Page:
HarborLAB’s Newtown Creek Sweep had two basic components, cleaning and gardening. We offered a variety of activities so that people of all ages and abilities could participate. More than 30 people helped over the course of the day. We were especially grateful to have educators among us to add learning to the labor. Holly Porter-Morgan, Diana Szatkowski, Harald Parzer, and Thomas Dieter brought knowledge and encouragement to our students and volunteers.

The core of the program was removing plastics from our shoreline and the creek itself. Volunteers wend their way through broken bulkheads and boat lines to pick trash from the shores while our canoes went out in two waves to scoop up litter, mostly plastic bottles and bags. These smaller items filled seven large trash bags. Larger hauls included a lawn mower, two chairs, a 55-gallon steel drum, a bird feeder, and antiquated electronic sound systems.

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We’re under no delusion that our cleanups will remove the tonnage necessary for an ecosystem rebound, but the exercise educates people about the severity of the plastics problem. So what works if picking up plastics is a measure that’s too little, too late? Recycling is also an inadequate solution by itself because it requires a great amount of energy (often from carbon-releasing fossil sources) and sustained administrative focus. With petroleum and other commodity prices low, private carters in New York City are recycling even less material than usual despite New York City’s public commitment to eliminating waste. While a reduction in unthinking, rampant consumerism is laudable, instilling new virtues across the culture will be a slow process. Real penalties and enforcement for littering will help a bit, but not enough. That leaves voters and activists to demand a reduction in wasteful packaging at the design and production stage. We must also push to eliminate combined sewer overflows, which gulch marine debris as well as pathogens and other pollutants.

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Gardening was also a big part of the day, and is a huge part of HarborLAB’s work. Volunteers — especially a group from New Hyde Park High School — made thousands of native pokeweed seed balls that we’ll distribute as we land at rest stops on our harbor journeys across to stabilize shorelines, buffer storm surges and waves, feed birds, and sustain pollinators. Those up for heavier lifting helped restore our shoreline by layering cocoa husks from MAST Brothers Chocolate with burlap sacks, kitchen scraps, and soil in a system called “lasagna composting.” This fresh soil covers a broken brick substrate that mimics the glacially transported rocks of our region. The resulting slop will be planted with staghorn sumac, pokeweed, goldenrod, milkweed, and other indigenous species, and footed by smooth cordgrass and shellfish. Some of these species are already making headway. We were delighted to see that our dozens of shadbush saplings were fruiting copiously and our hackberry and American persimmon are also thriving. Our raised bed and container-grown dessert cultivars are doing great too, including apricots, apples, pears, and figs.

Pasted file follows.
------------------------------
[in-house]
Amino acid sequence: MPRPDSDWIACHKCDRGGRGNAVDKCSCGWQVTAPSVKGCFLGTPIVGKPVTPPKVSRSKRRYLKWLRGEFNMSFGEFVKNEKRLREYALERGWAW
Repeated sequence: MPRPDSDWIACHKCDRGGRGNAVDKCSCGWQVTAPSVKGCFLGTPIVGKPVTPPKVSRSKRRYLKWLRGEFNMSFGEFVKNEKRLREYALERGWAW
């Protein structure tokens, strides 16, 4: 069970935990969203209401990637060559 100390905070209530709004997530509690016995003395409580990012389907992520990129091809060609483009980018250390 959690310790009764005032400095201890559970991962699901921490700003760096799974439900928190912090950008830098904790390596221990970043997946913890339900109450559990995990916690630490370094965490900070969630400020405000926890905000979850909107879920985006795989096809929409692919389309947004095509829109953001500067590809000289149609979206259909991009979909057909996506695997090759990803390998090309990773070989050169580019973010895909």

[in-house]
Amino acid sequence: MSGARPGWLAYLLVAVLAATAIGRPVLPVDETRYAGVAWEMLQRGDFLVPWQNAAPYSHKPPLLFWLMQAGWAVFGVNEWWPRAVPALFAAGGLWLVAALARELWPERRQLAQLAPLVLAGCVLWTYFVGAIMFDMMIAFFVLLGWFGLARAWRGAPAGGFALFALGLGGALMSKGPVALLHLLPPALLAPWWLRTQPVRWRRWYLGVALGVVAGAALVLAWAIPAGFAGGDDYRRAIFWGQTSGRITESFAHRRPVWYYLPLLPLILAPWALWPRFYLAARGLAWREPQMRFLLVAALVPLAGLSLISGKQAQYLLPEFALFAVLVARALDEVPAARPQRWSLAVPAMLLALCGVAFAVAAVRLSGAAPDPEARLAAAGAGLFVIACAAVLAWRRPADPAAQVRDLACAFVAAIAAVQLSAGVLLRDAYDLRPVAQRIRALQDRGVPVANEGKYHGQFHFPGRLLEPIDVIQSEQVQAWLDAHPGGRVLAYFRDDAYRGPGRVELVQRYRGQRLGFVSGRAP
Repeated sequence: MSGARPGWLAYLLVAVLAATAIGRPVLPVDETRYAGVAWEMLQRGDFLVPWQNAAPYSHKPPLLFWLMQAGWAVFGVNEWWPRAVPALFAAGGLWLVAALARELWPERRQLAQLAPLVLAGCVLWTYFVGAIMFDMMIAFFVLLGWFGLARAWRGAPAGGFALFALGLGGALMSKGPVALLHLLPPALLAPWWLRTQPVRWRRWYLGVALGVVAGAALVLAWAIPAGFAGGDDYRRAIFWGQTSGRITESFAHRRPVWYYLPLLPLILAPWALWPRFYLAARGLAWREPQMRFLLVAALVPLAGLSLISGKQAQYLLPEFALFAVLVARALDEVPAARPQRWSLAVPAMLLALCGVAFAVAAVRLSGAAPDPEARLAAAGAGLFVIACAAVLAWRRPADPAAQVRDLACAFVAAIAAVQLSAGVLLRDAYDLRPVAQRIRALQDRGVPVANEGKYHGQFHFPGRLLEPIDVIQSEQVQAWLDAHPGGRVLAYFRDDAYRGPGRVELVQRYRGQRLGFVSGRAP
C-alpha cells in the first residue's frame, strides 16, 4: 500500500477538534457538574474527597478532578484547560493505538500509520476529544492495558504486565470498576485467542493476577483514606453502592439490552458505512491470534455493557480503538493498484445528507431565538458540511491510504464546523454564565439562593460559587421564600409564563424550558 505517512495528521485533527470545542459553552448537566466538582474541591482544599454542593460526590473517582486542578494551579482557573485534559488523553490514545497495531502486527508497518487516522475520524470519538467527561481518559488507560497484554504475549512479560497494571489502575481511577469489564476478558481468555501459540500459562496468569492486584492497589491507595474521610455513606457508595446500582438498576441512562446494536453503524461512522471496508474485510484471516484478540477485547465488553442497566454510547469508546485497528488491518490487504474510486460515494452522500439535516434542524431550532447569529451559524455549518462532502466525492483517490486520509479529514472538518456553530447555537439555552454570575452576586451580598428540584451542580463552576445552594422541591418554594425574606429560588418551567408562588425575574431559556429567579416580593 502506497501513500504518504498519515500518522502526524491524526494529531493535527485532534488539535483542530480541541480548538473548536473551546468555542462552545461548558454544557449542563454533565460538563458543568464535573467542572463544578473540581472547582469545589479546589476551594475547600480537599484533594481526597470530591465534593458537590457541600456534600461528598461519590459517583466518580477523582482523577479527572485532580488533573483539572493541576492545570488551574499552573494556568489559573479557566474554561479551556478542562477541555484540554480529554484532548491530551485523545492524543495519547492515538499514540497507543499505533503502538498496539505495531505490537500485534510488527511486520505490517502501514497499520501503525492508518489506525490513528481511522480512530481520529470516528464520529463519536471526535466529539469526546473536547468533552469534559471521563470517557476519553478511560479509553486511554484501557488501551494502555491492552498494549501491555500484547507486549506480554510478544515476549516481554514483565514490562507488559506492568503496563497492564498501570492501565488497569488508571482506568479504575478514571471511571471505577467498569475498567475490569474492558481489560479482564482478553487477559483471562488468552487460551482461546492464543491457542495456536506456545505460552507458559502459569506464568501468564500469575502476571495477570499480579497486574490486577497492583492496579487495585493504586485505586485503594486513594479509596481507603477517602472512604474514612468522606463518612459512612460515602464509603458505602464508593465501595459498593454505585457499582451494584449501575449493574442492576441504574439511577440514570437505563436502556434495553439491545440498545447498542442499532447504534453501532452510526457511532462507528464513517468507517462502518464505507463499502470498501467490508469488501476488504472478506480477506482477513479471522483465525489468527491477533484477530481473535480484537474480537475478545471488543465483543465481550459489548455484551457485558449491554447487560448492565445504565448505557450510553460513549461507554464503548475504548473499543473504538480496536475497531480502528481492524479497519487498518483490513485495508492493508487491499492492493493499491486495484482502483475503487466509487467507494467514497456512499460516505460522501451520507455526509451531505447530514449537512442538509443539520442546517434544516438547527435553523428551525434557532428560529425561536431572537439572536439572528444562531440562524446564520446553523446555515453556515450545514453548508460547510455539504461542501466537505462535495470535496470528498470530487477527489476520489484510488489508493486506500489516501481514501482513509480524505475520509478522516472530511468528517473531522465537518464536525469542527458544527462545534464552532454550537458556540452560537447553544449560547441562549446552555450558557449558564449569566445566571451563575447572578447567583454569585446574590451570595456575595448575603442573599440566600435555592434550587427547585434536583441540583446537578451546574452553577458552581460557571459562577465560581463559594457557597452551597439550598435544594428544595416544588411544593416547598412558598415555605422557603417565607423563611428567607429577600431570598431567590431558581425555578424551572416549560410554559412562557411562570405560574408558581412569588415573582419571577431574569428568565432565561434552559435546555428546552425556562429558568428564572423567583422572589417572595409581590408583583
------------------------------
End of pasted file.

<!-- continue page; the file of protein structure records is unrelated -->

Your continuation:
We’re tremendously grateful to all who came and helped, and to Riverkeeper for creating this unifying event and helping direct volunteers to sites.

 

 

 

Hunters Point Eco-Day Memories

Seedball making team ! Questus at Hunters Point Community Middle School with HarborLAB.

HarborLAB and friends from new sponsor Questus shared a wonderful day improving the ecology of Hunters Point and enhancing the environmental science programs of Hunters Point Community Middle School. The students made the day even sunnier, and we got so much done!

We started the day by continuing HarborLAB’s work to turn our launch on the Newtown Creek Superfund site into a green and welcoming habitat area and orchard. We planted more shadbush and tended to our orchard trees, built up fresh and composting soil cover on our sloping bank, cleaned the shore, and gathered pokeberries for our seeding program. Questus Co-Founder Jeff Rosenblum joined HarborLAB Facilities Manager Patricia Erickson in revamping our water access, preserving our dock and replacing — and better securing — our ladder. They did a stellar job!

The rest of us headed over to Hunters Point Community Middle School with a wheelbarrow of supplies to make seed balls! Our partners were Mary Mathai’s special needs science students and the school’s Eco Club. The students were delightful, and Ms. Mathai, other faculty members, and Principal Sarah Goodman have been amazing partners with HarborLAB since before the school even opened!

Seedballs are an efficient way to distribute seeds with a nutritive soil head start, whether for agriculture or habitat strengthening. HarborLAB got its start through lessons provided by the NYC Seedball community. We make our seedballs from powdered red clay, compost, cocoa shells, a pinch of sand, and seeds gathered from indigenous shoreline plants. Our Hunters Point Eco-Day seeds were seaside goldenrod gathered by Hunters Point Community Middle School students last year. Goldenrod is a vital part of our estuary, sustaining butterflies and other beneficial insects and sheltering the nests of black skimmers, one of our most unusual shorebirds. The HarborLAB and Questus team worked with the students in two sessions, with two or three adults to a table. The group effort produced thousands of seedballs and the kids will use up leftover material next week.